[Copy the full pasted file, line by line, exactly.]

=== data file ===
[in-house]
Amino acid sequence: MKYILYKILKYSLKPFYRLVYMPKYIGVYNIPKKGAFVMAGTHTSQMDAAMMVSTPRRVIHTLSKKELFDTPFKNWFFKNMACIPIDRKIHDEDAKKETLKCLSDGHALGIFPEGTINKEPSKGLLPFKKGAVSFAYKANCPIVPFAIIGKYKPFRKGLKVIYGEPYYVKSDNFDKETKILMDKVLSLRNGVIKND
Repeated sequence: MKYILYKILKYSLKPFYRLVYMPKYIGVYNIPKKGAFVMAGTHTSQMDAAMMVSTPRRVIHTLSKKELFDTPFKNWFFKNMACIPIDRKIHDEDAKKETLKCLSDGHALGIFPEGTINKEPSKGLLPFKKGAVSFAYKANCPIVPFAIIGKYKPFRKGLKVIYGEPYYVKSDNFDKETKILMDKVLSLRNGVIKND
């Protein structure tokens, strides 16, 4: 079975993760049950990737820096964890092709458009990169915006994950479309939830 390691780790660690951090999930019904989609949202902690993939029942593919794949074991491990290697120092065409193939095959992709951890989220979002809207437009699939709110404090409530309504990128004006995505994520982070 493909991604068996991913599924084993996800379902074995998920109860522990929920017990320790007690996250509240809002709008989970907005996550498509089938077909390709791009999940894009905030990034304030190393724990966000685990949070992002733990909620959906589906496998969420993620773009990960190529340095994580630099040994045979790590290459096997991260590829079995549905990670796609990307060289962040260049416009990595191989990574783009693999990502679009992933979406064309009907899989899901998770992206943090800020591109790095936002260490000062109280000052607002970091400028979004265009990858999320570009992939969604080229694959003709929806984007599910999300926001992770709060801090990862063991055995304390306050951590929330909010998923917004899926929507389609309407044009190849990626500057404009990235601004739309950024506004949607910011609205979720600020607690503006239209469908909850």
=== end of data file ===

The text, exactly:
[in-house]
Amino acid sequence: MKYILYKILKYSLKPFYRLVYMPKYIGVYNIPKKGAFVMAGTHTSQMDAAMMVSTPRRVIHTLSKKELFDTPFKNWFFKNMACIPIDRKIHDEDAKKETLKCLSDGHALGIFPEGTINKEPSKGLLPFKKGAVSFAYKANCPIVPFAIIGKYKPFRKGLKVIYGEPYYVKSDNFDKETKILMDKVLSLRNGVIKND
Repeated sequence: MKYILYKILKYSLKPFYRLVYMPKYIGVYNIPKKGAFVMAGTHTSQMDAAMMVSTPRRVIHTLSKKELFDTPFKNWFFKNMACIPIDRKIHDEDAKKETLKCLSDGHALGIFPEGTINKEPSKGLLPFKKGAVSFAYKANCPIVPFAIIGKYKPFRKGLKVIYGEPYYVKSDNFDKETKILMDKVLSLRNGVIKND
């Protein structure tokens, strides 16, 4: 079975993760049950990737820096964890092709458009990169915006994950479309939830 390691780790660690951090999930019904989609949202902690993939029942593919794949074991491990290697120092065409193939095959992709951890989220979002809207437009699939709110404090409530309504990128004006995505994520982070 493909991604068996991913599924084993996800379902074995998920109860522990929920017990320790007690996250509240809002709008989970907005996550498509089938077909390709791009999940894009905030990034304030190393724990966000685990949070992002733990909620959906589906496998969420993620773009990960190529340095994580630099040994045979790590290459096997991260590829079995549905990670796609990307060289962040260049416009990595191989990574783009693999990502679009992933979406064309009907899989899901998770992206943090800020591109790095936002260490000062109280000052607002970091400028979004265009990858999320570009992939969604080229694959003709929806984007599910999300926001992770709060801090990862063991055995304390306050951590929330909010998923917004899926929507389609309407044009190849990626500057404009990235601004739309950024506004949607910011609205979720600020607690503006239209469908909850």